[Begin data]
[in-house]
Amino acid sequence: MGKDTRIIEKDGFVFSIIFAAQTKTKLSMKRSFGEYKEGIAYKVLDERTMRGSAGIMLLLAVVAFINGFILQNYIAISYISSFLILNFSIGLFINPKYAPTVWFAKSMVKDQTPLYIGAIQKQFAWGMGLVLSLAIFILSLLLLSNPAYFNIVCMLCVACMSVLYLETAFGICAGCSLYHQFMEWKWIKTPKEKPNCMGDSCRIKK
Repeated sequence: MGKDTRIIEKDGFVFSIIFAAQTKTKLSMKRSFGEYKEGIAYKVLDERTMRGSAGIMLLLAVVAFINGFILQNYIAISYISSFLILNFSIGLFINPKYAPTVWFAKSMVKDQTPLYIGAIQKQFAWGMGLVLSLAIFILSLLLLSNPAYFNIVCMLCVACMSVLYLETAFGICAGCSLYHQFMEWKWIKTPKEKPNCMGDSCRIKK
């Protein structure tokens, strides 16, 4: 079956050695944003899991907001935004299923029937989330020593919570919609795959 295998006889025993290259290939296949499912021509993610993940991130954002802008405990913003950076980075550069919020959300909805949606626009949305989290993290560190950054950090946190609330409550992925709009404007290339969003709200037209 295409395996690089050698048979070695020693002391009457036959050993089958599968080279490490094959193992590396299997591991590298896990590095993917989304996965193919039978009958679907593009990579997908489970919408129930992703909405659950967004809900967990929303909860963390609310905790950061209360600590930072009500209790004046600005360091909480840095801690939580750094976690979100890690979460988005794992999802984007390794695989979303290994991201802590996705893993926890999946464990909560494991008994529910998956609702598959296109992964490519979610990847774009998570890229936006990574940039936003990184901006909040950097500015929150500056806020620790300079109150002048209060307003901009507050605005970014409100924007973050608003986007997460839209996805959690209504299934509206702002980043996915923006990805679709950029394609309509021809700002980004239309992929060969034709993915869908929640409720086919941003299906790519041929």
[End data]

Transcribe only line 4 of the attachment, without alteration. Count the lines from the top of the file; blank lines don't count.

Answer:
């Protein structure tokens, strides 16, 4: 079956050695944003899991907001935004299923029937989330020593919570919609795959 295998006889025993290259290939296949499912021509993610993940991130954002802008405990913003950076980075550069919020959300909805949606626009949305989290993290560190950054950090946190609330409550992925709009404007290339969003709200037209 295409395996690089050698048979070695020693002391009457036959050993089958599968080279490490094959193992590396299997591991590298896990590095993917989304996965193919039978009958679907593009990579997908489970919408129930992703909405659950967004809900967990929303909860963390609310905790950061209360600590930072009500209790004046600005360091909480840095801690939580750094976690979100890690979460988005794992999802984007390794695989979303290994991201802590996705893993926890999946464990909560494991008994529910998956609702598959296109992964490519979610990847774009998570890229936006990574940039936003990184901006909040950097500015929150500056806020620790300079109150002048209060307003901009507050605005970014409100924007973050608003986007997460839209996805959690209504299934509206702002980043996915923006990805679709950029394609309509021809700002980004239309992929060969034709993915869908929640409720086919941003299906790519041929």